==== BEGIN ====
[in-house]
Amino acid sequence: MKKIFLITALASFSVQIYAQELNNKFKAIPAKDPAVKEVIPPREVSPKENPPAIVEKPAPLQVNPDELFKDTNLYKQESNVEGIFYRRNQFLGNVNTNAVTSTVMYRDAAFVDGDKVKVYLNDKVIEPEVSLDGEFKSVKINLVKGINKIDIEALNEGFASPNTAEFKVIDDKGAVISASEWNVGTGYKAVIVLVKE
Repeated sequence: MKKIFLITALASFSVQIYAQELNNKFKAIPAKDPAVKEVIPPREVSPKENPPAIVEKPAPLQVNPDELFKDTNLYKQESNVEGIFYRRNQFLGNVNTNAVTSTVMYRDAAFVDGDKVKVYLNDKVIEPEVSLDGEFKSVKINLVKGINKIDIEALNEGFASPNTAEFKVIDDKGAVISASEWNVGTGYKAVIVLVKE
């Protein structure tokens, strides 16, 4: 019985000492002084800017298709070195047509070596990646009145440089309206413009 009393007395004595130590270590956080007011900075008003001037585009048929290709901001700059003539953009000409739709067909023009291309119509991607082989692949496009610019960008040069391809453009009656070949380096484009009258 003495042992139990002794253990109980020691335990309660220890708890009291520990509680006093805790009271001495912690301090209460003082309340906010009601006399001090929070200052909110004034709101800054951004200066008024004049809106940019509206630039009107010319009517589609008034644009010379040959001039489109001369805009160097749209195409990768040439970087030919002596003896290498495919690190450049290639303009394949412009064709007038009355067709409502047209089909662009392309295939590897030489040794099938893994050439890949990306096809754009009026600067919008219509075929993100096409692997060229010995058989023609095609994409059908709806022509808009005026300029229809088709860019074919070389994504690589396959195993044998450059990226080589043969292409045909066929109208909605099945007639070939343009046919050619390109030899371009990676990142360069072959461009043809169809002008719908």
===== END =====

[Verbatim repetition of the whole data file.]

[in-house]
Amino acid sequence: MKKIFLITALASFSVQIYAQELNNKFKAIPAKDPAVKEVIPPREVSPKENPPAIVEKPAPLQVNPDELFKDTNLYKQESNVEGIFYRRNQFLGNVNTNAVTSTVMYRDAAFVDGDKVKVYLNDKVIEPEVSLDGEFKSVKINLVKGINKIDIEALNEGFASPNTAEFKVIDDKGAVISASEWNVGTGYKAVIVLVKE
Repeated sequence: MKKIFLITALASFSVQIYAQELNNKFKAIPAKDPAVKEVIPPREVSPKENPPAIVEKPAPLQVNPDELFKDTNLYKQESNVEGIFYRRNQFLGNVNTNAVTSTVMYRDAAFVDGDKVKVYLNDKVIEPEVSLDGEFKSVKINLVKGINKIDIEALNEGFASPNTAEFKVIDDKGAVISASEWNVGTGYKAVIVLVKE
């Protein structure tokens, strides 16, 4: 019985000492002084800017298709070195047509070596990646009145440089309206413009 009393007395004595130590270590956080007011900075008003001037585009048929290709901001700059003539953009000409739709067909023009291309119509991607082989692949496009610019960008040069391809453009009656070949380096484009009258 003495042992139990002794253990109980020691335990309660220890708890009291520990509680006093805790009271001495912690301090209460003082309340906010009601006399001090929070200052909110004034709101800054951004200066008024004049809106940019509206630039009107010319009517589609008034644009010379040959001039489109001369805009160097749209195409990768040439970087030919002596003896290498495919690190450049290639303009394949412009064709007038009355067709409502047209089909662009392309295939590897030489040794099938893994050439890949990306096809754009009026600067919008219509075929993100096409692997060229010995058989023609095609994409059908709806022509808009005026300029229809088709860019074919070389994504690589396959195993044998450059990226080589043969292409045909066929109208909605099945007639070939343009046919050619390109030899371009990676990142360069072959461009043809169809002008719908």